Board of Supervisors approves new Riverside County ordinance aimed at curbing catalytic converter theft

The County of Riverside Board of Supervisors on Tuesday approved a new ordinance to combat the theft of catalytic converters from vehicles in Riverside County unincorporated areas. Due to the increasing value of the precious metals contained within the catalytic converter, thefts have been rising at an alarming rate. Each can be sold for up to $1,200.

Criminals can steal a catalytic converter from a vehicle in as little as a few seconds, while unsuspecting residents shop, work or sleep. Residents victimized by these thefts pay thousands of dollars to replace and repair their vehicles.

“Catalytic converter thefts have increased by more than 50 percent in the unincorporated areas in a single year,” said Board Chair Kevin Jeffries, First District Supervisor. “Hundreds of residents have been targeted, some repeatedly. These thefts have serious consequences on our residents. It’s time we have serious consequences for the thieves, too.”

The ordinance will allow law enforcement the ability to penalize someone unlawfully in possession of a catalytic converter in Riverside County’s unincorporated areas. The new ordinance requires anyone in possession of a catalytic converter to show proof of ownership. Someone unlawfully in possession of a catalytic converter will now face criminal and civil penalties, including misdemeanor theft charges and penalties up to $5,000 for repeat offenses.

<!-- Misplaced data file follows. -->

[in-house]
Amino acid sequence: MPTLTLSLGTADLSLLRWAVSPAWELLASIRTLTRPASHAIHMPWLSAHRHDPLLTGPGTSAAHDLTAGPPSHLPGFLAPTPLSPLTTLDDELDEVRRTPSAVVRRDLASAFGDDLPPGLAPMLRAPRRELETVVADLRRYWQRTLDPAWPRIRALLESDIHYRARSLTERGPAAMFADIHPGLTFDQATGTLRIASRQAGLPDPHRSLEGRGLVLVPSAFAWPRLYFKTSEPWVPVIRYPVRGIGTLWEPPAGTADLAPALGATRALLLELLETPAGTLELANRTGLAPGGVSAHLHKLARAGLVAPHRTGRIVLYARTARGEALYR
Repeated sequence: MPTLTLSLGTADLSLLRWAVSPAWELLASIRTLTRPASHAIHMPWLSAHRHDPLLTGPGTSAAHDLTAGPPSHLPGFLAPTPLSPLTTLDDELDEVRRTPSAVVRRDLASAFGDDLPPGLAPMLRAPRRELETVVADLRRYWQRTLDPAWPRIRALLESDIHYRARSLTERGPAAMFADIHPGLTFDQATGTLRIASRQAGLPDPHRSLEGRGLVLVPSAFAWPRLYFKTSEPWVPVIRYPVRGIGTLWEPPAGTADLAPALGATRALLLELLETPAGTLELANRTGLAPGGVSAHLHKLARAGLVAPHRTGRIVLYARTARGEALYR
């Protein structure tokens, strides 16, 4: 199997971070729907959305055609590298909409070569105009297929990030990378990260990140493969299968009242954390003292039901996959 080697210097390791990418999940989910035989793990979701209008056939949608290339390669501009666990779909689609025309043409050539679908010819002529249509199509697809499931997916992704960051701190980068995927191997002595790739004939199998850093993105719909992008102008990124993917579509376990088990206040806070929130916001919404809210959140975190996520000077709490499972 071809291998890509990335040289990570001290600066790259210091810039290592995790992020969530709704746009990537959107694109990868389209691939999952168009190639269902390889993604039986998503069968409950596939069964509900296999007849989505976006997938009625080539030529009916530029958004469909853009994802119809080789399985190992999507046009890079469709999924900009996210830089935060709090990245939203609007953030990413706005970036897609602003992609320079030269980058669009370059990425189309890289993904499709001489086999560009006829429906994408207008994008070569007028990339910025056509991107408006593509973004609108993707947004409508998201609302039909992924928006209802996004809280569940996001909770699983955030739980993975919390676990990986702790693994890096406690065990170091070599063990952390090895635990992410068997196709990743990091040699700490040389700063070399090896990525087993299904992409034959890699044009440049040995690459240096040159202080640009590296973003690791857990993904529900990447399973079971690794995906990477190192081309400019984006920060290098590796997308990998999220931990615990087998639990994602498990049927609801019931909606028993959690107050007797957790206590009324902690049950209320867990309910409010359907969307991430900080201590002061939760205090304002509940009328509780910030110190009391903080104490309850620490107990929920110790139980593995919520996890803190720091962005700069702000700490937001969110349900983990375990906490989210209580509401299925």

Prior to the new county ordinance, law enforcement could not seize a catalytic converter found to be removed from a vehicle and in someone’s possession unless a victim could be identified. Unfortunately, locating the victim without identifying information on the catalytic converter is often impossible.

Read the new county ordinance No. 987 here. The new ordinance is only enforceable in unincorporated areas.  Cities may adopt the county ordinance, pursuant to the California Government Code.

The board also voted to support the following bills in the state legislature aimed at deterring catalytic converter theft: Assembly Bill (AB) 1519 and AB 641.

Residents are encouraged to learn more about protecting themselves from catalytic converter theft, including installing an anti-theft device, parking in locked garages and etching identifiable information onto their catalytic converter.




Photo caption above: Image of a catalytic converter installed in a vehicle.



Image Sources

  • Catalytic converter installed in a vehicle.: RivCo